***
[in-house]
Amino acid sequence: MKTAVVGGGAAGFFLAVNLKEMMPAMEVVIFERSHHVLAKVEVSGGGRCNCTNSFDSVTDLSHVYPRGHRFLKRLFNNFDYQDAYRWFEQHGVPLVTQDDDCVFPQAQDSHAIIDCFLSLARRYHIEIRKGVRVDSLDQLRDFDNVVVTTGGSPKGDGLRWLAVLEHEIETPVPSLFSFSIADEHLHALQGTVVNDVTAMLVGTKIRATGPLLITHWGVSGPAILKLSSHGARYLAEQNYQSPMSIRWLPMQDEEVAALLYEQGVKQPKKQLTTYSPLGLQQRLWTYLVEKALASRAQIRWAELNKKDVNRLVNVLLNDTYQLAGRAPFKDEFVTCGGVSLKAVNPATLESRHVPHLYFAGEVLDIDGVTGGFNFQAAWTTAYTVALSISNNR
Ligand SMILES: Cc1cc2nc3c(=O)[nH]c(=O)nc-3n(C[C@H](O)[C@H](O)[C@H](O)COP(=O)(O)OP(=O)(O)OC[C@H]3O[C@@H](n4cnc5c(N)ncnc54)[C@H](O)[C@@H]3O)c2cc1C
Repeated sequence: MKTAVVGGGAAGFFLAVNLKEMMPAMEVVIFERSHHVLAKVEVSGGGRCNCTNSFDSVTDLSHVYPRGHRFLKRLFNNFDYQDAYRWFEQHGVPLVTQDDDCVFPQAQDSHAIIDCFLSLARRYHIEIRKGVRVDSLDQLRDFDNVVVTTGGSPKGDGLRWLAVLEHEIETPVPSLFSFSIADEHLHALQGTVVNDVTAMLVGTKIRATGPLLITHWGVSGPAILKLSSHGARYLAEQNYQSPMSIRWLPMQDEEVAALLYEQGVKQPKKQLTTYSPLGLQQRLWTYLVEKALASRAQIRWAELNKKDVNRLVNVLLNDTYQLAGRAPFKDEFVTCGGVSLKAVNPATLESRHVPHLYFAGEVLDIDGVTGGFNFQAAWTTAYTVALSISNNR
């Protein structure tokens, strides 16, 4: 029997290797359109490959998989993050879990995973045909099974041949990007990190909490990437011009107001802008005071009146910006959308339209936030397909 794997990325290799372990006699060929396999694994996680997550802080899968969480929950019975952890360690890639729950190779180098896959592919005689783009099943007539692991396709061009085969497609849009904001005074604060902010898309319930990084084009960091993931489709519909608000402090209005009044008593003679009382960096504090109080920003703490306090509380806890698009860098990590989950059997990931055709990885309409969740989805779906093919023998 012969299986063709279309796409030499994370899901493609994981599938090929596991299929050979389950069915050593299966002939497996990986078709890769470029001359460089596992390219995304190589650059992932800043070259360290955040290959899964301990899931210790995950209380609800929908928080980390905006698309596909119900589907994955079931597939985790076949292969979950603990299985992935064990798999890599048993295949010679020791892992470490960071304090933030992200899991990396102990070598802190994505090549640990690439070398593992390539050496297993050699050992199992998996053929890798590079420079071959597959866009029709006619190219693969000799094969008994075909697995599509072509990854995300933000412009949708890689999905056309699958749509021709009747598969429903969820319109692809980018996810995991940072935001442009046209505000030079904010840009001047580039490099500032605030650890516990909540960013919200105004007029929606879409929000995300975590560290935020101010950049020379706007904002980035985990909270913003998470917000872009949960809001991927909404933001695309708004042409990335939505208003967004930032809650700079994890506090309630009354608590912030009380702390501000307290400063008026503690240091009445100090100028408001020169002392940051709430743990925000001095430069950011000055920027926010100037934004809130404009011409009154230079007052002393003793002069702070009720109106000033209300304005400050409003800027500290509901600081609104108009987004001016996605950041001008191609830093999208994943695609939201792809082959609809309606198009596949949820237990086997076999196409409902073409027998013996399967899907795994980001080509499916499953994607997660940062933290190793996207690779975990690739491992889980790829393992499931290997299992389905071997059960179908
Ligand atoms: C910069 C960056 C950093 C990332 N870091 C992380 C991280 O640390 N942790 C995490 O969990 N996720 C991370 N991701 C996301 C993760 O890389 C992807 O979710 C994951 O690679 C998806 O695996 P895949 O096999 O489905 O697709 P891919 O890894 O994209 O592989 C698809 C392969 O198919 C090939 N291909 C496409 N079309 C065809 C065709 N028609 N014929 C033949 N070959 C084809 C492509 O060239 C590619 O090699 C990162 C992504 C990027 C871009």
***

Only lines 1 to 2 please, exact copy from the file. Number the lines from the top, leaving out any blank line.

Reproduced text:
[in-house]
Amino acid sequence: MKTAVVGGGAAGFFLAVNLKEMMPAMEVVIFERSHHVLAKVEVSGGGRCNCTNSFDSVTDLSHVYPRGHRFLKRLFNNFDYQDAYRWFEQHGVPLVTQDDDCVFPQAQDSHAIIDCFLSLARRYHIEIRKGVRVDSLDQLRDFDNVVVTTGGSPKGDGLRWLAVLEHEIETPVPSLFSFSIADEHLHALQGTVVNDVTAMLVGTKIRATGPLLITHWGVSGPAILKLSSHGARYLAEQNYQSPMSIRWLPMQDEEVAALLYEQGVKQPKKQLTTYSPLGLQQRLWTYLVEKALASRAQIRWAELNKKDVNRLVNVLLNDTYQLAGRAPFKDEFVTCGGVSLKAVNPATLESRHVPHLYFAGEVLDIDGVTGGFNFQAAWTTAYTVALSISNNR